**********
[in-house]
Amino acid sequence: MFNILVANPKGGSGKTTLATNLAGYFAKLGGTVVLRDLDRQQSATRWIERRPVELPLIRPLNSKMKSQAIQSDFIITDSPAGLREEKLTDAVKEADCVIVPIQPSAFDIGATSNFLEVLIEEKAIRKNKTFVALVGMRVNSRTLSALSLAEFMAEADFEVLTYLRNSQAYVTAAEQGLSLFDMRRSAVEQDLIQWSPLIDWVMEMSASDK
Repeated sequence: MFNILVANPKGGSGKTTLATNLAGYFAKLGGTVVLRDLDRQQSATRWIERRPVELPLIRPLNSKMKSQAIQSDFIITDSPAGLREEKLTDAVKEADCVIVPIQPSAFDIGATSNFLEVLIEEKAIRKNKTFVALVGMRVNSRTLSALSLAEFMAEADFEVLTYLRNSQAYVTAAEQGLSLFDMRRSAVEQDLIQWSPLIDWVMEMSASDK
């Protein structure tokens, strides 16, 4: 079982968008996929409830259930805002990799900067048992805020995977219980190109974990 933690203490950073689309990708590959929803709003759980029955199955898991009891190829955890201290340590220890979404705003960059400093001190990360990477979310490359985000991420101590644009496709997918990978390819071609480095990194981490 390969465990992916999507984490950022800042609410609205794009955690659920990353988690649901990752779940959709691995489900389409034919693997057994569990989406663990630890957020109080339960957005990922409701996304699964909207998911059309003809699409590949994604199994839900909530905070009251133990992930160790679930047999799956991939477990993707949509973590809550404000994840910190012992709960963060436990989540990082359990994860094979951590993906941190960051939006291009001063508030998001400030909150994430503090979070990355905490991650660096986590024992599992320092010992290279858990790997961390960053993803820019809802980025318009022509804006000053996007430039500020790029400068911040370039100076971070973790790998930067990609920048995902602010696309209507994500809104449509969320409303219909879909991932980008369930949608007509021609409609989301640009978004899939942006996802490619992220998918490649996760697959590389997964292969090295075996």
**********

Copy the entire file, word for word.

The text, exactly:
[in-house]
Amino acid sequence: MFNILVANPKGGSGKTTLATNLAGYFAKLGGTVVLRDLDRQQSATRWIERRPVELPLIRPLNSKMKSQAIQSDFIITDSPAGLREEKLTDAVKEADCVIVPIQPSAFDIGATSNFLEVLIEEKAIRKNKTFVALVGMRVNSRTLSALSLAEFMAEADFEVLTYLRNSQAYVTAAEQGLSLFDMRRSAVEQDLIQWSPLIDWVMEMSASDK
Repeated sequence: MFNILVANPKGGSGKTTLATNLAGYFAKLGGTVVLRDLDRQQSATRWIERRPVELPLIRPLNSKMKSQAIQSDFIITDSPAGLREEKLTDAVKEADCVIVPIQPSAFDIGATSNFLEVLIEEKAIRKNKTFVALVGMRVNSRTLSALSLAEFMAEADFEVLTYLRNSQAYVTAAEQGLSLFDMRRSAVEQDLIQWSPLIDWVMEMSASDK
């Protein structure tokens, strides 16, 4: 079982968008996929409830259930805002990799900067048992805020995977219980190109974990 933690203490950073689309990708590959929803709003759980029955199955898991009891190829955890201290340590220890979404705003960059400093001190990360990477979310490359985000991420101590644009496709997918990978390819071609480095990194981490 390969465990992916999507984490950022800042609410609205794009955690659920990353988690649901990752779940959709691995489900389409034919693997057994569990989406663990630890957020109080339960957005990922409701996304699964909207998911059309003809699409590949994604199994839900909530905070009251133990992930160790679930047999799956991939477990993707949509973590809550404000994840910190012992709960963060436990989540990082359990994860094979951590993906941190960051939006291009001063508030998001400030909150994430503090979070990355905490991650660096986590024992599992320092010992290279858990790997961390960053993803820019809802980025318009022509804006000053996007430039500020790029400068911040370039100076971070973790790998930067990609920048995902602010696309209507994500809104449509969320409303219909879909991932980008369930949608007509021609409609989301640009978004899939942006996802490619992220998918490649996760697959590389997964292969090295075996």